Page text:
Japanese climbing team says it was turned away by locals from attempting a first ascent of Bugyai Kangri (6,328m) despite having received official permission from the Chinese authorities.
The climbers, through the UIAA, want to raise awareness of permit issues in the sensitive border area in Tibet for other alpinists considering visiting the region.
According to Takao Ohe, lead climber of the five-member group from Tohoku University Alpine Club, the team had received formal approval for the July attempt from four official bodies and the China Tibet Mountaineering Association (CMTA), but were refused access to the mountain by local police in the town SokXian.
Perspective of SokXian and the tributary of Nu-Jiang, where the local police stopped the team. (image: T.Aihara, July 25, 2009)
The local people objected to the climb because, as Ohe explained, they claimed the mountain was a holy one and had concerns about foreigners.
Don Changshen, former office director of CTMA, and Zhang Shaohong, Vice President of Sichuan Earth Expedition Inc, had helped them to arrange the logistics for the expedition in Tibet. They had organised local transport, accommodation and porters, as well as obtaining the permits, before leaving Japan.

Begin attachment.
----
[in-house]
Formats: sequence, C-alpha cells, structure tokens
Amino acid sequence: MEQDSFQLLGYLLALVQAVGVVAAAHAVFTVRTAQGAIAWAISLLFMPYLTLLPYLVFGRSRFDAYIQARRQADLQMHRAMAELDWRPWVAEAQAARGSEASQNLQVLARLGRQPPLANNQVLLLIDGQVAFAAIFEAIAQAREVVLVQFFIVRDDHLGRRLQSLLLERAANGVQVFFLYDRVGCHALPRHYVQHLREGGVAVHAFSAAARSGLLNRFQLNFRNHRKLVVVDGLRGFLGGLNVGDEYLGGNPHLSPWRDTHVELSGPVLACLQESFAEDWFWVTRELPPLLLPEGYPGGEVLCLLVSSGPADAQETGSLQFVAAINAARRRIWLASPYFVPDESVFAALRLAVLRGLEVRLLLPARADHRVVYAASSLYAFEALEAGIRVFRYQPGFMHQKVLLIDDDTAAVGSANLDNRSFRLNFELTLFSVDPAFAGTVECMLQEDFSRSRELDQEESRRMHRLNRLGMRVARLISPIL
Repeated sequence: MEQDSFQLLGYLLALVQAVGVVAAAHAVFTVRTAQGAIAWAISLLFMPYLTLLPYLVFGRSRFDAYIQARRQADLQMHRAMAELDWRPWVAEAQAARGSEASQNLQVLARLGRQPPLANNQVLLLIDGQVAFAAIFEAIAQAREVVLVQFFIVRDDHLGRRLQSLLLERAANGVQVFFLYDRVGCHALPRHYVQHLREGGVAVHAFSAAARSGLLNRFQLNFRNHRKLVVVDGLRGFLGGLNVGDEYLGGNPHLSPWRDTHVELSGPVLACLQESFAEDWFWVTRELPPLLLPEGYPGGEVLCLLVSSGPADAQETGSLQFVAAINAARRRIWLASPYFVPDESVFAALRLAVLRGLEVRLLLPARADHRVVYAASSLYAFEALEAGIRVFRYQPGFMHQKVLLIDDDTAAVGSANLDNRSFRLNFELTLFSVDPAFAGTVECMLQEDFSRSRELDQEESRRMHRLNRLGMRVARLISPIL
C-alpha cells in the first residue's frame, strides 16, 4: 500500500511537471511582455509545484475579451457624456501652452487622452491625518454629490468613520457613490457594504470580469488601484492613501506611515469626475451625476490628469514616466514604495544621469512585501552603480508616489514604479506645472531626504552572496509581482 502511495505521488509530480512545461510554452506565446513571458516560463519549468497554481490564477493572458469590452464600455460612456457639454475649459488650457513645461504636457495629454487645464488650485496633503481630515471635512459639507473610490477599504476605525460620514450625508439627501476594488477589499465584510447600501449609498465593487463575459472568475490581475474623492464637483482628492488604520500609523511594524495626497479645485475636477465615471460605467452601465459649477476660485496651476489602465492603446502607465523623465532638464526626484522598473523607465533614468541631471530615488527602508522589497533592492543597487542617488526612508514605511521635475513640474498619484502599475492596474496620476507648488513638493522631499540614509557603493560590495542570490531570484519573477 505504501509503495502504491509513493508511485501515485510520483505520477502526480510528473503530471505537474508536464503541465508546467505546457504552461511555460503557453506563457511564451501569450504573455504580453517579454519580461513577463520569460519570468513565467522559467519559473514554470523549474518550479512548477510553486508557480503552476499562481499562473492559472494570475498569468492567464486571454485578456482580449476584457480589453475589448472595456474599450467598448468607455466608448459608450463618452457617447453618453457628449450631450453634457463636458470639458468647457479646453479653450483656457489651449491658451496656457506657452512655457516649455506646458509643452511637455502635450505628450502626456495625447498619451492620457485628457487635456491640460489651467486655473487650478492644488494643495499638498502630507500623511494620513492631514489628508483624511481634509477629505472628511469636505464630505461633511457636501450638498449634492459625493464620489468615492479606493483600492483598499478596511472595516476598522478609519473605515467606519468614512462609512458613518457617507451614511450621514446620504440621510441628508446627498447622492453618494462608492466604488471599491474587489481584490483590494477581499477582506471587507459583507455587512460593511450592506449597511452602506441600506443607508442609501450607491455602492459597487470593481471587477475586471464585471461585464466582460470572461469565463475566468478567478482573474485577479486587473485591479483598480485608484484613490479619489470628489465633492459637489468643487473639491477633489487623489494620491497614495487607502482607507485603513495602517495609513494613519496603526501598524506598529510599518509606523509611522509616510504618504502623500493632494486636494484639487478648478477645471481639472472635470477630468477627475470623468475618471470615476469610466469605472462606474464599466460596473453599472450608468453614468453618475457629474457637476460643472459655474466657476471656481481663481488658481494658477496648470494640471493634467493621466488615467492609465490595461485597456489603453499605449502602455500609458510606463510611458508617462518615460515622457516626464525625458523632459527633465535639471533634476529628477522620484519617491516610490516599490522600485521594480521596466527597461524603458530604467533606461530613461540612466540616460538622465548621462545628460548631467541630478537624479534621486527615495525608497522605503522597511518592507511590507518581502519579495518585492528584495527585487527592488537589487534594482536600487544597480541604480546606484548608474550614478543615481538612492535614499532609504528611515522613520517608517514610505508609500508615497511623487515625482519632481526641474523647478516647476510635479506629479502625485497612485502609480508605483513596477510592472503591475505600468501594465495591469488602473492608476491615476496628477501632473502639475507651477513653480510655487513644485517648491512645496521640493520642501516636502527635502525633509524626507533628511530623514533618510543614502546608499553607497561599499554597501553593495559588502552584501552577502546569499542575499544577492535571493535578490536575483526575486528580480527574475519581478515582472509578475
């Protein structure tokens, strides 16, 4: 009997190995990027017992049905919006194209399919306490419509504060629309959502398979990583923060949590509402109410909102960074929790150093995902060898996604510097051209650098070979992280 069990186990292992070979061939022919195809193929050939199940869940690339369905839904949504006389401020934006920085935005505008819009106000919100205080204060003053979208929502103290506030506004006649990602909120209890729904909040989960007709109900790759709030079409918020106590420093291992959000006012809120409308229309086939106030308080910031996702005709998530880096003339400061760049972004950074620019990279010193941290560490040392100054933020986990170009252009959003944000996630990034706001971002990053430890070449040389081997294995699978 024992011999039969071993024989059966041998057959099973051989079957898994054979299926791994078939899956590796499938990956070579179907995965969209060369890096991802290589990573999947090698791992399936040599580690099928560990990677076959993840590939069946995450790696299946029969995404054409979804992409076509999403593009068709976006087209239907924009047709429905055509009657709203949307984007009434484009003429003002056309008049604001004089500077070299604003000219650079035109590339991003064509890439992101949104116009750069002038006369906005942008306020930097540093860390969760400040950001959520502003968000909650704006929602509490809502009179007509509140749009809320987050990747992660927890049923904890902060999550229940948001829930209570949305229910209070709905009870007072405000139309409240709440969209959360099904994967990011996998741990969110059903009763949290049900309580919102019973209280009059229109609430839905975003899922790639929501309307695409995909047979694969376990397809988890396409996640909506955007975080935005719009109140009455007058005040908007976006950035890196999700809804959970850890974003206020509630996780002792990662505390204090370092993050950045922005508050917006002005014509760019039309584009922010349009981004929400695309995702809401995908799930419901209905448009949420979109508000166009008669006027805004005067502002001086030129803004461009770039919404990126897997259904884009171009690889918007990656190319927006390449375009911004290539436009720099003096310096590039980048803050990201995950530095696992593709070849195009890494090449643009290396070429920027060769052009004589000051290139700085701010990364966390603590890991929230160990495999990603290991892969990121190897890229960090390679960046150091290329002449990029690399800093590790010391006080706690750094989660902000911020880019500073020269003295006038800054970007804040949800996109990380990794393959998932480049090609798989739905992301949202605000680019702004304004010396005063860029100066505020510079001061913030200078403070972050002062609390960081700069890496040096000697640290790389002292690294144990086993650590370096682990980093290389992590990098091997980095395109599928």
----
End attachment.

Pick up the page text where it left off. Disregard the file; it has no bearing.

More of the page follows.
Upon arrival in Tibet, the group completed all registration formalities for the Nakchu District, without problems, and travelled to SokXian by car and foot. It was only when they arrived in the village that they realised there were objections to their summit attempt.
After being refused access, the climbers were not allowed to continue further in the region, or even take pictures of the area. Reluctantly, the group returned to Nakchu to try to resolve the issue there but were unsuccessful.
The team met with the CTMA who apologised for not knowing that the locals considered the mountain holy. The group returned to Japan where they continued to investigate the decision and claim back their expenses.
A full report from the group can be found here.
Bugyai Kangri, 6,328m: located in the middle of Nakchu and Qamdo along the Sichuan-Tibet North Highway (Chuanzang Beilu). It belongs to the north end of Taniantaweng, Hengduan Shan in Nu Jiang (the Salween) basin, an independent plateau ranging 40km east to west, 20km north to south with no sharp peaks and massive presence.